Potential sectors, companies and projects you might work on
You can find project managers in almost every industry but they are particularly sought after in construction, finance, information technology (IT), healthcare and the energy sectors. You won’t be locked into these industries, however, and you can always move around to different roles depending on what the project is and where you currently are in your career.
There’s typically a great deal of diversity in the projects you take on, too. “It can be anything from redesigning a process to make customers’ lives easier, to implementing ground-breaking technology solutions that save lives,” says Emma Stewart.
The fact that projects by nature are temporary also appeals to many people – you get to immerse yourself in a project before moving on to a whole new challenge. This was certainly a major drawcard for Dominic Cain: “I always liked the idea of projects because there’s a defined start and finish. There’s an achievement at the end of the successful project. I prefer the idea of that rather than just going into work and doing the same thing every day.”
As you’ll see from our Learning Pathway, a natural progression for some experienced PMs is the role of programme manager. A programme typically implies a set of interconnected projects, which build off one another to achieve a larger, long-term business objective. In this big-picture decision-making role, instead of running projects you’d be defining, directing and overseeing them.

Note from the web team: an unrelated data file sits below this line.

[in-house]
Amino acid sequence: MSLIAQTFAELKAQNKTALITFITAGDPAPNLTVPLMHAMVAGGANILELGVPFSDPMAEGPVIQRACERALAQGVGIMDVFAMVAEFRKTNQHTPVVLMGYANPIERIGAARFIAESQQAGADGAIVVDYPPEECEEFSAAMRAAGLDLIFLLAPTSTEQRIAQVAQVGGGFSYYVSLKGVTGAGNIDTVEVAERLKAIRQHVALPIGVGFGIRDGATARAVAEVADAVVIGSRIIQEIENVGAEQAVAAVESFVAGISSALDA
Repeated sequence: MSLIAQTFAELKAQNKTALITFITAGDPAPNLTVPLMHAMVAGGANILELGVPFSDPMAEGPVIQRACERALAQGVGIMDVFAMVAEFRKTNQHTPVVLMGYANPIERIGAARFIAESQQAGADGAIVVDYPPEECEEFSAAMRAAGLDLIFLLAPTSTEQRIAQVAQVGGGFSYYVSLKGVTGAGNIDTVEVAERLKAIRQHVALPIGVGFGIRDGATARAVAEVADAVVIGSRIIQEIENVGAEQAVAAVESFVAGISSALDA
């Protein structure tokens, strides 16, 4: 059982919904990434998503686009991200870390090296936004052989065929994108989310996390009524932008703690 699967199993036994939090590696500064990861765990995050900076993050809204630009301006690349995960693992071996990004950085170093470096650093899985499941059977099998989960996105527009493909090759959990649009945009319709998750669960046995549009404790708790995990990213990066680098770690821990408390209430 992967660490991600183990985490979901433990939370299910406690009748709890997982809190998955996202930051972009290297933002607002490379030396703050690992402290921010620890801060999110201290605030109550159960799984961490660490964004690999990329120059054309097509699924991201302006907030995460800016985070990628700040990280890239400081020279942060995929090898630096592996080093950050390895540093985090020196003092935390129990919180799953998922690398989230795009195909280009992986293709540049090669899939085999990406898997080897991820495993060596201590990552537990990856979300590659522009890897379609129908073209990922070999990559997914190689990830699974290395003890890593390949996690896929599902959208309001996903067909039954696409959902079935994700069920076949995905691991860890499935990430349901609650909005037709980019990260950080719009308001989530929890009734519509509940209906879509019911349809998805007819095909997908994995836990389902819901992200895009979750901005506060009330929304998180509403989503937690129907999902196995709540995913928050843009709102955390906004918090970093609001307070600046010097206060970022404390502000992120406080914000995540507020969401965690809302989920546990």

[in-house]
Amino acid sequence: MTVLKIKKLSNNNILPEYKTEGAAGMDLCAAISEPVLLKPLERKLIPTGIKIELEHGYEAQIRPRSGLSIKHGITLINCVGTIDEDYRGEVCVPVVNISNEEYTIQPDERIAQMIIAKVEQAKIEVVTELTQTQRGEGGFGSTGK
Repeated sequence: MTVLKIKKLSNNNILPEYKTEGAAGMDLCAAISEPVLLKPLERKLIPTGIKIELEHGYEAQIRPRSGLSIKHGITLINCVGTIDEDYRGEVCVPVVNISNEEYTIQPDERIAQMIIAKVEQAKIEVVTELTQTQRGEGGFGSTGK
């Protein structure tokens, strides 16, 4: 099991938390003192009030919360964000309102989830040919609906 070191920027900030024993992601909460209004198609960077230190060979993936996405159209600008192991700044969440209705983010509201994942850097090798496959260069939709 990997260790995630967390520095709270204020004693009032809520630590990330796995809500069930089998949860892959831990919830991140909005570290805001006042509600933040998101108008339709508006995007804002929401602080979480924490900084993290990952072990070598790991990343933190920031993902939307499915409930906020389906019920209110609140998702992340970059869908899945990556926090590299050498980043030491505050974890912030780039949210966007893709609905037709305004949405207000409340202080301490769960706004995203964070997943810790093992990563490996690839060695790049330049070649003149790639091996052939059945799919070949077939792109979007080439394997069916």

For PMs who have been in the game for a while and want to explore different avenues where their skills are transferrable, there are also plenty of options. Project managers with an interest in a more iterative, collaborative approach would thrive in the world of agile, with roles such as a scrum master and agile project manager popular career choices. Elsewhere, a business analyst career can take you to new heights as a BA team lead, strategic BA and senior BA manager.